The Coast Guard had been looking off the coast of Pensacola, Florida, for a "missing jet skier" whose wife reported him missing Monday night. Williams said that rescue crews would "temporarily suspend their search efforts until the storm passes and weather conditions become safe enough."
Isaac's impact has been felt, and seen, in other ways as well -- including bending trees, drenching roads and knocking down power lines.
Entergy Louisiana, one of many utilities affected by the storm, reported around 222,000 customers without power statewide at 10:12 p.m. CT.
Isaac earlier prompted three airports to close -- in New Orleans; Gulfport-Biloxi, Mississippi; and Mobile, Alabama -- and cancellations of around 1,500 flights systemwide, according to airline and airport officials. In addition, the U.S. Coast Guard announced it has closed major ports along the Gulf Coast and the Mississippi River from Baton Rouge to its mouth because of the storm.
Business in many of the most affected areas came to a standstill because of Isaac. For example, 52 Walmart and Sam's Club stores in Louisiana and nine in Mississippi had shut down by 5:30 p.m. Tuesday, their parent company said.
Amtrak suspended its train service to and from New Orleans on Tuesday and Wednesday because of Isaac. And residents of Plaquemines Parish, located along the Gulf, are subject to a "dusk-to-dawn curfew" because of Isaac, parish officials said.
In and around New Orleans, authorities closed a number of flood protection structures. These included the West Closure Complex -- one of the world's largest pump stations, capable of pumping stormwater at 20,000 cubic feet per second -- said the Army Corps of Engineers.
"There is no evidence of any (water) overtopping (canals)," Landrieu said Tuesday evening. "We have full confidence the levees will hold."
In Mississippi, more than 1,800 evacuees were staying in 33 shelters located in 16 counties as of 9 p.m. Tuesday, according to the state's emergency management agency. More than 80,000 sandbags were given out earlier in the day, and several popular Biloxi casinos closed temporarily.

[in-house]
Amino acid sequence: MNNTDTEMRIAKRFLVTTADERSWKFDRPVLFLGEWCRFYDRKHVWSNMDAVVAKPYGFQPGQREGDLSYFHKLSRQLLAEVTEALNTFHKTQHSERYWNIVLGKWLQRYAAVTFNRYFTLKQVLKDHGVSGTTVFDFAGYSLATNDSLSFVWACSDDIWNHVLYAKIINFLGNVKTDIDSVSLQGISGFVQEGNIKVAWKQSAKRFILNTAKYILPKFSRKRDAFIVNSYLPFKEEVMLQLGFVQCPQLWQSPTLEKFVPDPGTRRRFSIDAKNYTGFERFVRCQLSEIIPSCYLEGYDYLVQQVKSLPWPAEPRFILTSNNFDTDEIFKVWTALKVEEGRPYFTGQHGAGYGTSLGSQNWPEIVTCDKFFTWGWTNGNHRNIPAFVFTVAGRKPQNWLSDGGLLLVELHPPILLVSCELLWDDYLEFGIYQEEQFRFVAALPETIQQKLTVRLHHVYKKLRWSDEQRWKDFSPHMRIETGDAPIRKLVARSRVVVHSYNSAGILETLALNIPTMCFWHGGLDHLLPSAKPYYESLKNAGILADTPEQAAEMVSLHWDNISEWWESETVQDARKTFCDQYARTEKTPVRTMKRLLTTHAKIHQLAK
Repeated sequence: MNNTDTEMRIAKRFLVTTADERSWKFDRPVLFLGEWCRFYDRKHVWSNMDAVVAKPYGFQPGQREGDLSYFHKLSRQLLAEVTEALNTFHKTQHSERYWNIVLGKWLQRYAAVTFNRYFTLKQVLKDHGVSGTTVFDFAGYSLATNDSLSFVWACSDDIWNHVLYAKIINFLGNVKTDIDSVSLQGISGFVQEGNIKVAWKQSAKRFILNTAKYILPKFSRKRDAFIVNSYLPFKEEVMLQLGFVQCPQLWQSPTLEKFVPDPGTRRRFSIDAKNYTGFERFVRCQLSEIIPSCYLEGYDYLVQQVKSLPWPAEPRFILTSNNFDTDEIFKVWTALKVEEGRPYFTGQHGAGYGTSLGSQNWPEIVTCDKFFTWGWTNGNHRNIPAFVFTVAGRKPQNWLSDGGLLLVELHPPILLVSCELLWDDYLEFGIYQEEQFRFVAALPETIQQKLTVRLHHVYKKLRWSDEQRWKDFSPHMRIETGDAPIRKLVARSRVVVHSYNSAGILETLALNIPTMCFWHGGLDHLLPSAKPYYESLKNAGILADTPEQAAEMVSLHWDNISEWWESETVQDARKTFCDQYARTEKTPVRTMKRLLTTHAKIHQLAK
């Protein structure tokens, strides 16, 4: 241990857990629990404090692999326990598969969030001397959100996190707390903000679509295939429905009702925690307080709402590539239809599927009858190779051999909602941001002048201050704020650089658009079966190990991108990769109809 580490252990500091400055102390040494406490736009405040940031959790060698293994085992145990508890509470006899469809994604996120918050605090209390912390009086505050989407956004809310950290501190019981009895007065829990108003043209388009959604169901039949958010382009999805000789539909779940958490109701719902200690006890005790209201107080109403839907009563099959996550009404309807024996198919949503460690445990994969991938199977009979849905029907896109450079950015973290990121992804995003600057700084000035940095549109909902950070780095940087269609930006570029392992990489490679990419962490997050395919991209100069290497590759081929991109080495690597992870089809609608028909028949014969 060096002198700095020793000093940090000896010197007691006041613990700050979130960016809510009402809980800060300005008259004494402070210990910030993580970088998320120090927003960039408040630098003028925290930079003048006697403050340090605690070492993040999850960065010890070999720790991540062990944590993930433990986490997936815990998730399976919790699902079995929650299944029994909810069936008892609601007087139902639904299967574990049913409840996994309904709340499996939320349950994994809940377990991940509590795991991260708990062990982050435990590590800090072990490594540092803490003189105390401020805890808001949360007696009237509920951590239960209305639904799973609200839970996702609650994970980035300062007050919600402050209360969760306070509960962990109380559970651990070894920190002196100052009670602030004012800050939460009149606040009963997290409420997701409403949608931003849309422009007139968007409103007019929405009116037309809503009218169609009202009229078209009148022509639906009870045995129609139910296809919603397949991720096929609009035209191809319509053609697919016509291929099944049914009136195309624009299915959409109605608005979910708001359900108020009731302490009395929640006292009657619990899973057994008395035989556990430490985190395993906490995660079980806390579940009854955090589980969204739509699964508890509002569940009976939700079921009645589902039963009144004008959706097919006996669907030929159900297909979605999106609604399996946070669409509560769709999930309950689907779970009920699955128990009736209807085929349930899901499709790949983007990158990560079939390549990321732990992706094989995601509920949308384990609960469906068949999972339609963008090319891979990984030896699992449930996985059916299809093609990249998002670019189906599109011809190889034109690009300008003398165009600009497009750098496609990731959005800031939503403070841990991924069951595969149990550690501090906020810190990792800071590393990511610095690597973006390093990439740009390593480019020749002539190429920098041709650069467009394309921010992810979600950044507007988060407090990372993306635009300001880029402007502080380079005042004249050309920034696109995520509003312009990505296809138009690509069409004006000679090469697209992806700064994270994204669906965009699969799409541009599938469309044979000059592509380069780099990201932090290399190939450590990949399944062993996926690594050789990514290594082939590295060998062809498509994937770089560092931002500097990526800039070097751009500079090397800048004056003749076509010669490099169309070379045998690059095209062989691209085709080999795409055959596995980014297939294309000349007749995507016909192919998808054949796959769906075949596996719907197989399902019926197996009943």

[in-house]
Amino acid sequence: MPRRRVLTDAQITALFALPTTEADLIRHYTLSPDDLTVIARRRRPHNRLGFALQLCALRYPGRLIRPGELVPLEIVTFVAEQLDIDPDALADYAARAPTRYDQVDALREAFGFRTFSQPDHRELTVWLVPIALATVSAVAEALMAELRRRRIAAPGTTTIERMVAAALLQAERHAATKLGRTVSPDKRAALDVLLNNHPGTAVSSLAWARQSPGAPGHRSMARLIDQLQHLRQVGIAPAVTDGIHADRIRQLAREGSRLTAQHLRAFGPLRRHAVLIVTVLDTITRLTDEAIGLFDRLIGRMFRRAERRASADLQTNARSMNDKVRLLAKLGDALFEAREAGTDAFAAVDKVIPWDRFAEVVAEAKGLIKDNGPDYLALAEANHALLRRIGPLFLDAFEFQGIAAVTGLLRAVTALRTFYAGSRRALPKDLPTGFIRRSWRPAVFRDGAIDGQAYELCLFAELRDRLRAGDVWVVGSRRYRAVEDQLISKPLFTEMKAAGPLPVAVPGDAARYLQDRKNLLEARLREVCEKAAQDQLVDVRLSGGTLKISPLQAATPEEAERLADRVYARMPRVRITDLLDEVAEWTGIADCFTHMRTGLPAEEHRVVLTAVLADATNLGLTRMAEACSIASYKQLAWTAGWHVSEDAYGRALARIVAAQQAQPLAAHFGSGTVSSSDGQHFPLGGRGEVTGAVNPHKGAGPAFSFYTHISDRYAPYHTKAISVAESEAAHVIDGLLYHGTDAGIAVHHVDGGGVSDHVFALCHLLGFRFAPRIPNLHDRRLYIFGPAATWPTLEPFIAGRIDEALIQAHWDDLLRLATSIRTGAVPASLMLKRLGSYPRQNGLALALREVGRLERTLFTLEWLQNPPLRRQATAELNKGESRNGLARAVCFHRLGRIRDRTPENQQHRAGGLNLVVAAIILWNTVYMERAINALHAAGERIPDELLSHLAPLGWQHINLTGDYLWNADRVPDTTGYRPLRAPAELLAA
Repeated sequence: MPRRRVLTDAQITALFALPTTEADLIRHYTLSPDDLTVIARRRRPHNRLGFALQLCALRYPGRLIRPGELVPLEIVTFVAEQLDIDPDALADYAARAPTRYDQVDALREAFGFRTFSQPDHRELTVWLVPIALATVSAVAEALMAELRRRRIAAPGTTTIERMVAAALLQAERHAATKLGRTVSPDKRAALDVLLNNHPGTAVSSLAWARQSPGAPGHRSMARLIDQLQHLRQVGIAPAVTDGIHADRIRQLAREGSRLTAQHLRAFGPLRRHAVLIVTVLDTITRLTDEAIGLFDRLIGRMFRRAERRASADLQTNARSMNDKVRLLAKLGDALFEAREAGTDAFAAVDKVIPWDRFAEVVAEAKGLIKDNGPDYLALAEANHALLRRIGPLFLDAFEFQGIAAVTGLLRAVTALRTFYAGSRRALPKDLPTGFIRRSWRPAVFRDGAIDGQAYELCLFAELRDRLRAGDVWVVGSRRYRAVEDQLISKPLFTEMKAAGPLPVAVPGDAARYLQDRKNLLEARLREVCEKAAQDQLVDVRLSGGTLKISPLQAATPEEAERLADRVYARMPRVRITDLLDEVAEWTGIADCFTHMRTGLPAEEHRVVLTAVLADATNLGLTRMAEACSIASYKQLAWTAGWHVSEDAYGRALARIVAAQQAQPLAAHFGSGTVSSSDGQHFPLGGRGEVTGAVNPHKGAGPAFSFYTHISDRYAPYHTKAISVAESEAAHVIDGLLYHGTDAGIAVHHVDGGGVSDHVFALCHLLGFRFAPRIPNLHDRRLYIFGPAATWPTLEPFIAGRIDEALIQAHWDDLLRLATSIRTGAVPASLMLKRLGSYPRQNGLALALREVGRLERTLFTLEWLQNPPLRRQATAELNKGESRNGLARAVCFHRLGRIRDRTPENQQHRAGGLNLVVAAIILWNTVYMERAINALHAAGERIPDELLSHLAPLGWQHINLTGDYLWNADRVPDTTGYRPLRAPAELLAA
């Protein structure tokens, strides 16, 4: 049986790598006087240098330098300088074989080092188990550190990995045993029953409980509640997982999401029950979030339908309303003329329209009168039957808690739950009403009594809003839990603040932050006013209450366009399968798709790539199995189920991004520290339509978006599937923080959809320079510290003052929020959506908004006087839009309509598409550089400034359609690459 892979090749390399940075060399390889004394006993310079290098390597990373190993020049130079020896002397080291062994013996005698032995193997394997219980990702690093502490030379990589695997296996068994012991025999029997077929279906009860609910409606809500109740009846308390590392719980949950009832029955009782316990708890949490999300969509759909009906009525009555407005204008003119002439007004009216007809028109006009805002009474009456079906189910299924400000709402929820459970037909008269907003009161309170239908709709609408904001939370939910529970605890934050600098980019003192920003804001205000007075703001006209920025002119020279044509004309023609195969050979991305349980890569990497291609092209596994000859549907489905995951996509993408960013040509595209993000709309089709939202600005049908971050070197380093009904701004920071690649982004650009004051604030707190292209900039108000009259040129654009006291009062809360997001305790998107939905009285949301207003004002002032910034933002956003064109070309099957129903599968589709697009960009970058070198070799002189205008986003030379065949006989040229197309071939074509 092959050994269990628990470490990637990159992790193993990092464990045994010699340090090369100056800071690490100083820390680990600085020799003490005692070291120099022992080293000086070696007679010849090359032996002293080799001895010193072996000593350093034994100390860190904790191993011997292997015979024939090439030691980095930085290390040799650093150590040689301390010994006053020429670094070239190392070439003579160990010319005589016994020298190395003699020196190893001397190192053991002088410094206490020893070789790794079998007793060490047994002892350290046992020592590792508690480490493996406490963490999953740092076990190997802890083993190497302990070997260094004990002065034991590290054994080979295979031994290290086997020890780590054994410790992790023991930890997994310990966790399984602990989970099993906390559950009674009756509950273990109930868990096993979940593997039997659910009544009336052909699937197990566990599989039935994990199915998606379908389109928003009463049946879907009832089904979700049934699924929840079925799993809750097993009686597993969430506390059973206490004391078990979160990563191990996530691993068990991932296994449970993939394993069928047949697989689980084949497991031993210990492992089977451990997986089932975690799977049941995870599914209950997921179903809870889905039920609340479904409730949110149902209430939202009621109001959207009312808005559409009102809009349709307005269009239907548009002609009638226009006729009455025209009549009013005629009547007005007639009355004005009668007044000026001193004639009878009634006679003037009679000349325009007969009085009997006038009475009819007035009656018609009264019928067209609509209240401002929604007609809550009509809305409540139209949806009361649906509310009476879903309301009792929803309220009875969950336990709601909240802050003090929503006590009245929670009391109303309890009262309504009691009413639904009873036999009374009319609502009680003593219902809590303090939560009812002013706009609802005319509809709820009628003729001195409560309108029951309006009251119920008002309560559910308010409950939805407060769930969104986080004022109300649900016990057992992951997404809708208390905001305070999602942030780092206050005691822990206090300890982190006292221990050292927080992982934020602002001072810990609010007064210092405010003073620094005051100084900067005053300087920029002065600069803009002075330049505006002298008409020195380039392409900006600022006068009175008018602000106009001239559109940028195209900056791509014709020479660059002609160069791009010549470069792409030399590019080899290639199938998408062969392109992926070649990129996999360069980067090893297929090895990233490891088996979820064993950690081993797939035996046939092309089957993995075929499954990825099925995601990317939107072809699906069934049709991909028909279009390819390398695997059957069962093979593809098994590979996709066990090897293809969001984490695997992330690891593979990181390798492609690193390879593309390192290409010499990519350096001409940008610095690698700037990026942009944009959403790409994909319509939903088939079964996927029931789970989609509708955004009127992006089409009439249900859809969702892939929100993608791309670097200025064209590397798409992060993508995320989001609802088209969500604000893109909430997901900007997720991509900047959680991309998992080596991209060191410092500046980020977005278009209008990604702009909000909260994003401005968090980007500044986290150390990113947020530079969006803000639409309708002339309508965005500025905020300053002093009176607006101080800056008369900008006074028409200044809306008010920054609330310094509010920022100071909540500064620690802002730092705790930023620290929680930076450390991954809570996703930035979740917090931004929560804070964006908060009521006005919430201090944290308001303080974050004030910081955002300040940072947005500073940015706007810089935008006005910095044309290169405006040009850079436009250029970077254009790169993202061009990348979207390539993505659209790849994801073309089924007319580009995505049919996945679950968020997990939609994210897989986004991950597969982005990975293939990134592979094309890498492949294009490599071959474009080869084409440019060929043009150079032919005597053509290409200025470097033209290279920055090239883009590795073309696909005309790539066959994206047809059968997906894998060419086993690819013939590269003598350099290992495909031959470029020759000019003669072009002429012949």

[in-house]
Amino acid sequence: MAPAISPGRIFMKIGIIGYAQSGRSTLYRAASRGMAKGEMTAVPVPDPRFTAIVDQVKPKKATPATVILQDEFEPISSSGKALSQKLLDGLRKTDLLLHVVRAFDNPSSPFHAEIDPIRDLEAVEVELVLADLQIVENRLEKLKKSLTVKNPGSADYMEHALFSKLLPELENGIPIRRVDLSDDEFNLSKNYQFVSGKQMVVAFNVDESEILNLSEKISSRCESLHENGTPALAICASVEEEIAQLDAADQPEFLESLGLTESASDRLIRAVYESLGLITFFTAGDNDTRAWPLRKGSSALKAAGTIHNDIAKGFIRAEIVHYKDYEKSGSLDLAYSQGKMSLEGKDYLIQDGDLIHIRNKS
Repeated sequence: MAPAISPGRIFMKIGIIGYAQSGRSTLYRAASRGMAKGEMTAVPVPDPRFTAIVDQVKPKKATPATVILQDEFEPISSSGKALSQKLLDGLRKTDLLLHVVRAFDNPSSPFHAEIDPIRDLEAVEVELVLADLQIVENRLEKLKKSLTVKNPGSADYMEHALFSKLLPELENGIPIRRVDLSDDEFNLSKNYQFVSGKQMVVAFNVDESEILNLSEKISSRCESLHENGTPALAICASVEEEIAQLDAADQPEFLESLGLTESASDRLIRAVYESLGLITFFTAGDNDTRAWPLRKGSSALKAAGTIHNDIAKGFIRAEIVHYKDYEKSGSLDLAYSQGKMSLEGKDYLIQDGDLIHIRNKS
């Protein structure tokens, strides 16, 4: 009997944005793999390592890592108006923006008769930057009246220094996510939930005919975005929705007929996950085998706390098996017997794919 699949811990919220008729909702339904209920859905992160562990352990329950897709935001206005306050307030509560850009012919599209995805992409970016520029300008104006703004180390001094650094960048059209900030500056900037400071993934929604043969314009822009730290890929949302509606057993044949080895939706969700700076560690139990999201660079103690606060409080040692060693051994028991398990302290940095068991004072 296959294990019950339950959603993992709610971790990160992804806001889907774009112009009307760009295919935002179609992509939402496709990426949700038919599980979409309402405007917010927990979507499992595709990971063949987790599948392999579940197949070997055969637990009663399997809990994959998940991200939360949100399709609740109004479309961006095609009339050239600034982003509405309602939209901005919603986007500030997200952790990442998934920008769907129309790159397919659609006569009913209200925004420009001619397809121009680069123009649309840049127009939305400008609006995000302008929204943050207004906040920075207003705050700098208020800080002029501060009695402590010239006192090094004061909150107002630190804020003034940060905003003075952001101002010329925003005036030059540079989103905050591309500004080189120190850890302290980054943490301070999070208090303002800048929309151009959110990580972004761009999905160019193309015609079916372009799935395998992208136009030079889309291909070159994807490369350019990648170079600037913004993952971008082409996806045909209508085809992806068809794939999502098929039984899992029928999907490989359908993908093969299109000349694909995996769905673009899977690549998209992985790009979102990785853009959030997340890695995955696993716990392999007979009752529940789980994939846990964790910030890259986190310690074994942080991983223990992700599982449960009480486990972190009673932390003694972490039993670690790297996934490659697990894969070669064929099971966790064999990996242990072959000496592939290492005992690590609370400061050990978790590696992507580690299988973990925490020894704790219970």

Shrimpers in Bayou Le Batre, Alabama, were among those who heeded official warnings and hunkered down.
"All the boats are coming. We're anchoring them down and getting ready for this blow, hoping it's not too bad," Dominick Ficarino, the owner of Dominick's Seafood, told CNN affiliate WPMI-TV in Bayou Le Batre.
The Nuclear Regulatory Commission on Tuesday said it was sending additional inspectors to two Louisiana nuclear plants in the storm's path, as power company Entergy planned a "controlled shutdown" of one of them starting Tuesday afternoon.
Isaac is not expected to be as strong as Katrina, which made landfall as a Category 3 storm with 125 mph winds. Even so, the head of FEMA stressed Tuesday that wind speed isn't the only factor to consider when assessing how much damage a storm might cause.
"I know there are a lot of jaded folks on the coast that have been through Camille and then Katrina and think, well, this is just a Category 1 hurricane," said FEMA director Craig Fugate from Mississippi. "The tendency to look at the category of the wind speed doesn't always tell the story of what the impacts will be."
Gulf Coast authorities and residents are praying there will be no repeat of the devastation the 2005 hurricane caused after protective levees around New Orleans failed and flooded the city.
Col. Ed Fleming of the Army Corps of Engineers vowed that the system now in place "is the best ... the greater New Orleans area has ever seen."
Jackie Grosch, for one, trusts that the levees will hold this time. The St. Bernard Parish, Louisiana, resident, who rebuilt her home after Katrina, said her family will wait Isaac out -- though they have a generator and life jackets, "just in case."
"I don't know if it's going to be a true test, because they're saying it's not going to be that bad," Grosch said. "But you never know what bad is. We didn't think Katrina was going to be bad either."